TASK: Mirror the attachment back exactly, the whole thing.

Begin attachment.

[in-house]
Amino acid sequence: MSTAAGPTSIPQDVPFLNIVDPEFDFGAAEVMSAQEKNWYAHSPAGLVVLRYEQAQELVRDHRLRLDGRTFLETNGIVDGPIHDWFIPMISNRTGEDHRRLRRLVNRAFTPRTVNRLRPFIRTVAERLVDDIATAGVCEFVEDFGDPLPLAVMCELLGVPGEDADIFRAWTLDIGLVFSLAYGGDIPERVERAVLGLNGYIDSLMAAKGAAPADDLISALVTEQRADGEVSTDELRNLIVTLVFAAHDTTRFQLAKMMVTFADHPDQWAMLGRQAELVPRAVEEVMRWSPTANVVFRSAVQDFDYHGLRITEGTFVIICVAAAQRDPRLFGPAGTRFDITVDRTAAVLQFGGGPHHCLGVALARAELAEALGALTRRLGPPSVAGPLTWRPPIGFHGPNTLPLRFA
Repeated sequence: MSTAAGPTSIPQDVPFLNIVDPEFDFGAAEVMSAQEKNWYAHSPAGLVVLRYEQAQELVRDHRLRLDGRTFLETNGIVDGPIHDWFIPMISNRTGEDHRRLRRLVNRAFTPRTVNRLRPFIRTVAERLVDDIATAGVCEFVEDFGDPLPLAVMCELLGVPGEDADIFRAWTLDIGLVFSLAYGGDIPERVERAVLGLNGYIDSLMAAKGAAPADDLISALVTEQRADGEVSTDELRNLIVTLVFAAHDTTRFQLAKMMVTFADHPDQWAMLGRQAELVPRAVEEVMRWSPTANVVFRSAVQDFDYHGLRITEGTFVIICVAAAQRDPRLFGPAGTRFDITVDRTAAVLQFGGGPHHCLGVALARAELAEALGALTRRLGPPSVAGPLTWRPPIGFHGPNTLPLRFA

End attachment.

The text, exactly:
[in-house]
Amino acid sequence: MSTAAGPTSIPQDVPFLNIVDPEFDFGAAEVMSAQEKNWYAHSPAGLVVLRYEQAQELVRDHRLRLDGRTFLETNGIVDGPIHDWFIPMISNRTGEDHRRLRRLVNRAFTPRTVNRLRPFIRTVAERLVDDIATAGVCEFVEDFGDPLPLAVMCELLGVPGEDADIFRAWTLDIGLVFSLAYGGDIPERVERAVLGLNGYIDSLMAAKGAAPADDLISALVTEQRADGEVSTDELRNLIVTLVFAAHDTTRFQLAKMMVTFADHPDQWAMLGRQAELVPRAVEEVMRWSPTANVVFRSAVQDFDYHGLRITEGTFVIICVAAAQRDPRLFGPAGTRFDITVDRTAAVLQFGGGPHHCLGVALARAELAEALGALTRRLGPPSVAGPLTWRPPIGFHGPNTLPLRFA
Repeated sequence: MSTAAGPTSIPQDVPFLNIVDPEFDFGAAEVMSAQEKNWYAHSPAGLVVLRYEQAQELVRDHRLRLDGRTFLETNGIVDGPIHDWFIPMISNRTGEDHRRLRRLVNRAFTPRTVNRLRPFIRTVAERLVDDIATAGVCEFVEDFGDPLPLAVMCELLGVPGEDADIFRAWTLDIGLVFSLAYGGDIPERVERAVLGLNGYIDSLMAAKGAAPADDLISALVTEQRADGEVSTDELRNLIVTLVFAAHDTTRFQLAKMMVTFADHPDQWAMLGRQAELVPRAVEEVMRWSPTANVVFRSAVQDFDYHGLRITEGTFVIICVAAAQRDPRLFGPAGTRFDITVDRTAAVLQFGGGPHHCLGVALARAELAEALGALTRRLGPPSVAGPLTWRPPIGFHGPNTLPLRFA